Auction 22

Postal History


Misc. Postal History including World Wars


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Lot Photo Description Realized
Lot 357
Late 1850's to ca. 1910, collection of cartes de visite, a dozen different small photographs on cards which proved to be a very popular item during the American Civil War, soldiers, friends and family members would have a means of inexpensively obtaining photographs and sending them to loved ones in small envelopes; additionally, photos of Abraham Lincoln, Ulysses S. Grant, and other celebrities of the era became an instant hit in the North, people were not only buying photographs of themselves, but also collecting photographs of celebrities.
Estimate $30 - 40

These small photographs were patented in Paris by photographer André Adolphe Eugène Disdéri in 1854, although first used by Louis Dodero. They were usually made of an albumen print, which was a thin paper photograph mounted on a thicker paper card. The size of a carte de visite is 54.0 mm (2.125 in) 89 mm (3.5 in) mounted on a card sized 64 mm (2.5 in) 100 mm (4 in). In 1854, Disdéri had also patented a method of taking eight separate negatives on a single plate, which reduced production costs. The carte de visite was slow to gain widespread use until 1859, when Disdéri published Emperor Napoleon III's photos in this format. This made the format an overnight success. The new invention was so popular it was known as "cardomania" and it spread throughout Europe and then quickly to America and the rest of the world.

Each photograph was the size of a visiting card, and such photograph cards were traded among friends and visitors. Albums for the collection and display of cards became a common fixture in Victorian parlors. The immense popularity of these card photographs led to the publication and collection of photographs of prominent persons.

View details and enlarged photos
Realized
$36
Lot 358
Late 1850's to ca. 1910, collection of cartes de visite, a dozen different small photographs on cards which proved to be a very popular item during the American Civil War, soldiers, friends and family members would have a means of inexpensively obtaining photographs and sending them to loved ones in small envelopes; additionally, photos of Abraham Lincoln, Ulysses S. Grant, and other celebrities of the era became an instant hit in the North, people were not only buying photographs of themselves, but also collecting photographs of celebrities, Fine to Very Fine.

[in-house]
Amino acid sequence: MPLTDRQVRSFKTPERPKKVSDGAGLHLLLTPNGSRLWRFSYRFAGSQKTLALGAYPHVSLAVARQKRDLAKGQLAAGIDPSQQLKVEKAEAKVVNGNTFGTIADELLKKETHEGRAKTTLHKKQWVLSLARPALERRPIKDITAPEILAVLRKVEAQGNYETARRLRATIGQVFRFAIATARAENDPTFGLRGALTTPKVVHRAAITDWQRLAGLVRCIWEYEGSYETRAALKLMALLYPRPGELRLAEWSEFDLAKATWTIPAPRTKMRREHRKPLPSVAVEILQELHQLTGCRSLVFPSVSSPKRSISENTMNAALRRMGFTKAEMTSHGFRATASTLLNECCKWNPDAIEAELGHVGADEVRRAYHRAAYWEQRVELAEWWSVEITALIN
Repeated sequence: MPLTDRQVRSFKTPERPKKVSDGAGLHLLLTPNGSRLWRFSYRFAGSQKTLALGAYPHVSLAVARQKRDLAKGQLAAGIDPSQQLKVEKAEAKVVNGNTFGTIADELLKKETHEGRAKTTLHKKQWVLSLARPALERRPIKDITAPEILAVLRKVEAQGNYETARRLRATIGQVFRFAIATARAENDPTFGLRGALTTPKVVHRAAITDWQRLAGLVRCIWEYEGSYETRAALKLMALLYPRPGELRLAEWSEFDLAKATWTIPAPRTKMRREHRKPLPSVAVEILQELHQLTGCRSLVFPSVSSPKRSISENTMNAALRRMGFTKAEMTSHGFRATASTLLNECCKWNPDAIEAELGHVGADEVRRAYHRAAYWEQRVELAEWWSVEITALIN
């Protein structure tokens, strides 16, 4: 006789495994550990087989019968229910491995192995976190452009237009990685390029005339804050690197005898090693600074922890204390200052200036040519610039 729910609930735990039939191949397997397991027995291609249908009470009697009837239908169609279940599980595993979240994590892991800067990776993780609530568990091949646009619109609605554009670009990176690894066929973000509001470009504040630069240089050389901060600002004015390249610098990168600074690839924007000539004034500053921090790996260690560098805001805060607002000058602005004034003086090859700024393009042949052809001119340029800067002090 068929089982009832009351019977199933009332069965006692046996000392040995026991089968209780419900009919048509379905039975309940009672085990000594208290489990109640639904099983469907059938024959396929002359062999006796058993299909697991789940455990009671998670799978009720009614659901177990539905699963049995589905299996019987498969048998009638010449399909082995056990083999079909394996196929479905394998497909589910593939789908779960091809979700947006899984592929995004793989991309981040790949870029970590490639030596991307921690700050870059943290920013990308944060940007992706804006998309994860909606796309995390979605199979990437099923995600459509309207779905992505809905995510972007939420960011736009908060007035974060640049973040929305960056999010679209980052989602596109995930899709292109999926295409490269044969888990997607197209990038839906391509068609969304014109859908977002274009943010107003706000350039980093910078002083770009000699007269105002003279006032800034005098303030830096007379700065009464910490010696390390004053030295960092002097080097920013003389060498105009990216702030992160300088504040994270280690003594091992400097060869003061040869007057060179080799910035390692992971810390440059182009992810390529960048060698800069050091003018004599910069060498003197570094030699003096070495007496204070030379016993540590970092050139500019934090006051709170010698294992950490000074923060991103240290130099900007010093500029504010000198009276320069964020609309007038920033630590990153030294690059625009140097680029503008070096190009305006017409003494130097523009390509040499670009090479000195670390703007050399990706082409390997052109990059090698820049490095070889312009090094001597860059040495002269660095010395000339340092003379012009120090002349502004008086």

Estimate $25 - 35

These small photographs were patented in Paris by photographer André Adolphe Eugène Disdéri in 1854, although first used by Louis Dodero. They were usually made of an albumen print, which was a thin paper photograph mounted on a thicker paper card. The size of a carte de visite is 54.0 mm (2.125 in) 89 mm (3.5 in) mounted on a card sized 64 mm (2.5 in) 100 mm (4 in). In 1854, Disdéri had also patented a method of taking eight separate negatives on a single plate, which reduced production costs. The carte de visite was slow to gain widespread use until 1859, when Disdéri published Emperor Napoleon III's photos in this format. This made the format an overnight success. The new invention was so popular it was known as "cardomania" and it spread throughout Europe and then quickly to America and the rest of the world. Each photograph was the size of a visiting card, and such photograph cards were traded among friends and visitors. Albums for the collection and display of cards became a common fixture in Victorian parlors. The immense popularity of these card photographs led to the publication and collection of photographs of prominent persons.

View details and enlarged photos
Realized
$36
Lot 359

1918, cover to a soldier in France, marked "Deceased" and returned, Fine to Very Fine.
Estimate $30 - 40.
View details and enlarged photo
Realized
$26
Lot 360

1918, cover to a soldier in France, marked "No Record" and returned, they really tried to find this guy - numerous forwarding marks, Fine to Very Fine.
Estimate $30 - 40.
View details and enlarged photos
Realized
$26
Lot 361

1918, cover to a soldier in France, marked "Killed in Action" and returned, Fine to Very Fine.
Estimate $30 - 40.
View details and enlarged photos
Realized
$26
Lot 362

1918, cover to a soldier in France, marked "No Record" and returned, Fine.
Estimate $30 - 40.
View details and enlarged photo
Realized
$24
Lot 363

1939-45, collection of WWII patriotic covers, over 70 covers with unique cachets, most are very colorful, a unique opportunity to acquire so many different WWII propaganda covers all in great condition and imaged in its entirety on the website, Very Fine to Extremely Fine.
Estimate $250 - 350.
View details and enlarged photos
Realized
$250
Lot 364

1939-45, collection of WWII patriotic covers, another group of 70 covers with unique cachets, most are very colorful, a unique opportunity to acquire so many different WWII propaganda covers all in great condition and imaged in its entirety on the website, Very Fine to Extremely Fine.
Estimate $250 - 350.
View details and enlarged photos
Realized
$250




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